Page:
More on the “Efficiency” of US Stock Markets – Evidence from 1871 to 2003

In a pivotal article, Andrew Lo writes,

Many of the examples that behavioralists cite as violations of rationality that are inconsistent with market efficiency loss aversion, overconfidence, overreaction, mental accounting, and other behavioral biases are, in fact, consistent with an evolutionary model of individuals adapting to a changing environment via simple heuristics.

He also supplies an intriguing graph of the rolling first order autocorrelation of monthly returns of the S&P Composite Index from January 1971 to April 2003.

LoACchart

Lo notes the Random Walk Hypothesis implies that returns are serially uncorrelated, so the serial correlation coefficient ought to be zero – or at least, converging to zero over time as markets move into equilibrium.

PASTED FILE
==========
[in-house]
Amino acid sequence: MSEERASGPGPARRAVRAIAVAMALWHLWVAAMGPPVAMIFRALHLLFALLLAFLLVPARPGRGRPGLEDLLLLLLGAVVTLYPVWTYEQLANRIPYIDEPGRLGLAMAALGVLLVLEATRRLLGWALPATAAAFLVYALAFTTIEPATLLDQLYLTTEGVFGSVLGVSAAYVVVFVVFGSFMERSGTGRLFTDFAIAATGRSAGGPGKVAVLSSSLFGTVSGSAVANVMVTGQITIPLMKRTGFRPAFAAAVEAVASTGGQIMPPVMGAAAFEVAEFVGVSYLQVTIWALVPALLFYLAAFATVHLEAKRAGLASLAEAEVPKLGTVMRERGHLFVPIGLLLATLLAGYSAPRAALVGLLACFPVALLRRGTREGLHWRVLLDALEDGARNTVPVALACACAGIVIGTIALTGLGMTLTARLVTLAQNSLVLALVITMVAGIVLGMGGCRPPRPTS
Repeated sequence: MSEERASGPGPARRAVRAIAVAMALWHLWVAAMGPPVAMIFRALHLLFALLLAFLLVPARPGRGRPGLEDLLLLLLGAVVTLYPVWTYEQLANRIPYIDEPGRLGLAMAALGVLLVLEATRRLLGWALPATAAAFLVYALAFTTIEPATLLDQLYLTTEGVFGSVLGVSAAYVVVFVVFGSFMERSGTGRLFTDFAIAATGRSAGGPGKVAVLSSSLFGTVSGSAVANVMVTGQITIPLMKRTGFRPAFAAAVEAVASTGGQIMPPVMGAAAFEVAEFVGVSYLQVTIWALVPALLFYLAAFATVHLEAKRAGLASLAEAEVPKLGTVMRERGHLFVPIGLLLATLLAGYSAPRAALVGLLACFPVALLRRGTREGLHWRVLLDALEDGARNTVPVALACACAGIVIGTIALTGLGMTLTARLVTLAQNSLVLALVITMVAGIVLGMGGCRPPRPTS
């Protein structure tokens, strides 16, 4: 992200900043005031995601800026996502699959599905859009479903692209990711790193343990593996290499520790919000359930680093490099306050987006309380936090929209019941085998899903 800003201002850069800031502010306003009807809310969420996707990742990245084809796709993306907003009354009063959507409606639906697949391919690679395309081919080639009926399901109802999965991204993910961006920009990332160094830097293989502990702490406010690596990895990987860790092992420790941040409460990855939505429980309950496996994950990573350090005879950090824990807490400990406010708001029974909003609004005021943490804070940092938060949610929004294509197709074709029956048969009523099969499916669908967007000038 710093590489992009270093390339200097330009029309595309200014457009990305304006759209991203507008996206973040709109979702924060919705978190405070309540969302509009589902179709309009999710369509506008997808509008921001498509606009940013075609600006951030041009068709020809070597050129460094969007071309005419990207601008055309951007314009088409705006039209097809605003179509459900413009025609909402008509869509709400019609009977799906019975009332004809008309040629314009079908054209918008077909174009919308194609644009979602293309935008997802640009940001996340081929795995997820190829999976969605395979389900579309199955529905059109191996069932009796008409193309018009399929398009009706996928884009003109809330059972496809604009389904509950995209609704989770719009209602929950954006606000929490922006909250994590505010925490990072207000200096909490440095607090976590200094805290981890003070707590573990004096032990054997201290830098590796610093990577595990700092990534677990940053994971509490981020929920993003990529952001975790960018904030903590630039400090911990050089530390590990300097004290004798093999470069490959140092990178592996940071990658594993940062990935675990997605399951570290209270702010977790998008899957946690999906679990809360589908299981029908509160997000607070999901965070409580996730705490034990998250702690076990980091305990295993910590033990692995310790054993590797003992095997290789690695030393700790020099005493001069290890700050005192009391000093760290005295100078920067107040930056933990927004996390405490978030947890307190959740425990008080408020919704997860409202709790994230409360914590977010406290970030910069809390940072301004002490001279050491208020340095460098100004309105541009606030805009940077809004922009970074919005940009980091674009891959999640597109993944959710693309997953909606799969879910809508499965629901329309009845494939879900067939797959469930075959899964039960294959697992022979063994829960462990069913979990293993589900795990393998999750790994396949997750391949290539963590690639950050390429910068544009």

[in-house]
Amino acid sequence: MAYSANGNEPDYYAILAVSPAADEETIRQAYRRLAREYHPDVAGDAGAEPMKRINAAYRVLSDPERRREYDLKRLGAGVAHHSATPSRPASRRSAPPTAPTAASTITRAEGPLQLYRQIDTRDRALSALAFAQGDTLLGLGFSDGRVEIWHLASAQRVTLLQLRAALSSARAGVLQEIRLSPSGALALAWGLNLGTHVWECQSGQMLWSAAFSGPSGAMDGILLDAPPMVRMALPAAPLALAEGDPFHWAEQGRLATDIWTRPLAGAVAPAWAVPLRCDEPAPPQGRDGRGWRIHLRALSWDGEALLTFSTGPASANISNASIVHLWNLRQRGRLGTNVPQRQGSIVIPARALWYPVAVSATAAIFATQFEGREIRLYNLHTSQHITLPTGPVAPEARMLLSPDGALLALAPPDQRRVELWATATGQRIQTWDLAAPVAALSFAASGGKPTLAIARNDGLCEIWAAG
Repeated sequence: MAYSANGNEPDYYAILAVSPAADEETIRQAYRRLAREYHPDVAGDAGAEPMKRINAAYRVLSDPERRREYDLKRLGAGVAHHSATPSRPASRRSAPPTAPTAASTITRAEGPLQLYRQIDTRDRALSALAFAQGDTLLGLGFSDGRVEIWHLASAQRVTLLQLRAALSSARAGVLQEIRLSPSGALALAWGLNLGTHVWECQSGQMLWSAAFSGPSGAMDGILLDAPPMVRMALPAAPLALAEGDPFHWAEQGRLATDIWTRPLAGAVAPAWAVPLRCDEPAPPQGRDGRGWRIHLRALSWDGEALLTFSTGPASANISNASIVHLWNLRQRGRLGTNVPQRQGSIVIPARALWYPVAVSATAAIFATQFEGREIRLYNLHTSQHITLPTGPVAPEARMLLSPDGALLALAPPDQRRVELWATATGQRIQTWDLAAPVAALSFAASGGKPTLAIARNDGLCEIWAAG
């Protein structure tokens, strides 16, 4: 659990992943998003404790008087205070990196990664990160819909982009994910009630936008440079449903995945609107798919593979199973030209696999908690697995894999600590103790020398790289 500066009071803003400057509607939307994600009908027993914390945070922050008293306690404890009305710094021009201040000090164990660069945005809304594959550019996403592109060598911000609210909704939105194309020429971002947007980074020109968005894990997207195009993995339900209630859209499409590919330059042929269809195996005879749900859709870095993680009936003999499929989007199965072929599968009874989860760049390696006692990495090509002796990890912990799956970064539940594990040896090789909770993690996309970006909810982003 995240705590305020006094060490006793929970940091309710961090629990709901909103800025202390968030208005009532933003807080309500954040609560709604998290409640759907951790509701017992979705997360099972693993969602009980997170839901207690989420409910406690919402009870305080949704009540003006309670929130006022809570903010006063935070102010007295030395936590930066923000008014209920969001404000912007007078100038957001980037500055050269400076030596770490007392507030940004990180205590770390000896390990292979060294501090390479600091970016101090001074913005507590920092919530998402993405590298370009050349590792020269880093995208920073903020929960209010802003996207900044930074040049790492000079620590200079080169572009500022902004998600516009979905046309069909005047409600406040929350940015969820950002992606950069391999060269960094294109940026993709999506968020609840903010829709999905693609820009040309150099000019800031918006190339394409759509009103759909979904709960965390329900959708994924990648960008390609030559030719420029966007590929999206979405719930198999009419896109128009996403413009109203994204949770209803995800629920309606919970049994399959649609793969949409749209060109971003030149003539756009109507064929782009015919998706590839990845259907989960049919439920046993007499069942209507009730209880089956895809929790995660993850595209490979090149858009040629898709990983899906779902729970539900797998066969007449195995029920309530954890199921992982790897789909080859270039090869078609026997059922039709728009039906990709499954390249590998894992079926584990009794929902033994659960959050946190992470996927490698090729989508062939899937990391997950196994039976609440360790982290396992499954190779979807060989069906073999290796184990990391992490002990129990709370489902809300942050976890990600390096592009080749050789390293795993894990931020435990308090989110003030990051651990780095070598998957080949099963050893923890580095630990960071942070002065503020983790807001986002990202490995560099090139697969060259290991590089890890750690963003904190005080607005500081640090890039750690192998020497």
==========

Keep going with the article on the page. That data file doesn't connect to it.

However, the above chart shows this does not happen, although there are points in time when the first order serial correlation coefficient is small in magnitude, or even zero.

My point is that the first order serial correlation in daily returns for the S&P 500 is large enough for long enough periods to generate profits above a Buy-and-Hold strategy – that is, if one can negotiate the tricky milliseconds of trading at the end of each trading day.

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